Not one, but two titles for 2011’s book of the year award: Roy Wilkinson’s Do It For Your Mum and Mike Carter’s fantastic One Man & His Bike both managed to get unanimous love from the bailiffs and the bait boys at Caught by the River HQ. Special mentions also for: Sara Gran – City of the Dead (Faber), Jon Berry – Beneath The Black Water (History Press) and A Train To Catch (Medlar), Edward Hogan – The Hunger Trace (Simon & Schuster), Shaun Ryder – Twistin’ My Melon (Bantam), Teju Cole – Open City (Faber), Philip Connors – Fire Season: Field Notes From a Wilderness Lookout (Macmillan), Paul Cook – Lost In A Quiet World (Harper Fine Angling Books), Ian Sinclair – Ghost Milk (Hamish Hamilton), Dorian Lynskey – 33 Revolutions Per Minute (Faber), Robin Turner & Paul Moody – The Search for the Perfect Pub: Looking for the Moon Under Water (Orion).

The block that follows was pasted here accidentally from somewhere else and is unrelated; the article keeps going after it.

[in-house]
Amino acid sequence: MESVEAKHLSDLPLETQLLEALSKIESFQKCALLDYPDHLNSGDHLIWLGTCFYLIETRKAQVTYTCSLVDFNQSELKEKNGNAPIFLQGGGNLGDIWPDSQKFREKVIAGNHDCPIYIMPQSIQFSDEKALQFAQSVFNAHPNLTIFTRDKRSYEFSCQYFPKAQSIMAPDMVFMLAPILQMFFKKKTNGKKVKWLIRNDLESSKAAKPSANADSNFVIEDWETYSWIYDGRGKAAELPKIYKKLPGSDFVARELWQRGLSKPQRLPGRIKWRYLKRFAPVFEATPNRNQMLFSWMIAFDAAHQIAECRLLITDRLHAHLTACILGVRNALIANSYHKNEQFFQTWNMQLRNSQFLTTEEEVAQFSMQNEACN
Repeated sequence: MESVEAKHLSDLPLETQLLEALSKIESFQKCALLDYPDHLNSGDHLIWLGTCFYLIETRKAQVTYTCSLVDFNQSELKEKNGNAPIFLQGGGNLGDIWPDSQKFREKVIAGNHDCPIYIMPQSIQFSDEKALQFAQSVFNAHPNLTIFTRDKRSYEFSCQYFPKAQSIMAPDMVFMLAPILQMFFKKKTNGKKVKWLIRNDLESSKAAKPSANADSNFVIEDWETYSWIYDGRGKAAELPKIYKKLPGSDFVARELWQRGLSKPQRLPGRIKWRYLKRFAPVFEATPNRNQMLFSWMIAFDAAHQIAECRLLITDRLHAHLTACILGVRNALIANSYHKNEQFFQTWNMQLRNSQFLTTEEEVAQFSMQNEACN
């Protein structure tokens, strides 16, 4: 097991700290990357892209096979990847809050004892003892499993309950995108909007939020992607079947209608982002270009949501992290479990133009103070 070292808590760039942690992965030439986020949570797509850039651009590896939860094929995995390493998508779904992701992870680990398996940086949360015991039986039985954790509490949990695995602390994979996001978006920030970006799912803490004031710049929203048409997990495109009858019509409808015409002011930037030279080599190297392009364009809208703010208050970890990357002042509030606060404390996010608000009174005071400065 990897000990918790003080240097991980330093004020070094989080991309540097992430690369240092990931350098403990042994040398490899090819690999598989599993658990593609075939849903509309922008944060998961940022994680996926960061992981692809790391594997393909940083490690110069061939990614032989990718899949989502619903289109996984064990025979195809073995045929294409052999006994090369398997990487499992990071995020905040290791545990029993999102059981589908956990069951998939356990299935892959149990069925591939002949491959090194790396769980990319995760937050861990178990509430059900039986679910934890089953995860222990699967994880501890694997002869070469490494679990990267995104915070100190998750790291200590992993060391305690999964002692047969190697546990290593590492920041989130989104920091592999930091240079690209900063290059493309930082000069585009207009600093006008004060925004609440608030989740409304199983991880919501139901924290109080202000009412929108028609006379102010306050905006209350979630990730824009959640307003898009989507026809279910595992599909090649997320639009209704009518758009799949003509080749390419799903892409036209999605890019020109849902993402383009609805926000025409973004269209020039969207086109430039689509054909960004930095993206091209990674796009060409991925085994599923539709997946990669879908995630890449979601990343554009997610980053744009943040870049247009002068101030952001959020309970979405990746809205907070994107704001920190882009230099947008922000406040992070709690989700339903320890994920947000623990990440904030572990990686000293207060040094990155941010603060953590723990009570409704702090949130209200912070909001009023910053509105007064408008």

Do It For Your Mum. by Roy Wilkinson (Rough Trade Books)
The 21st century is underway. British Sea Power have been signed by Rough Trade Records and are working toward their debut album. Up in Cumbria, the band and their surrounding alternative-rock milieu are increasingly fascinating Ronald Wilkinson – the near-80-year-old father of BSP members Yan and Hamilton and also father of Roy Wilkinson, author of Do It For Your Mum.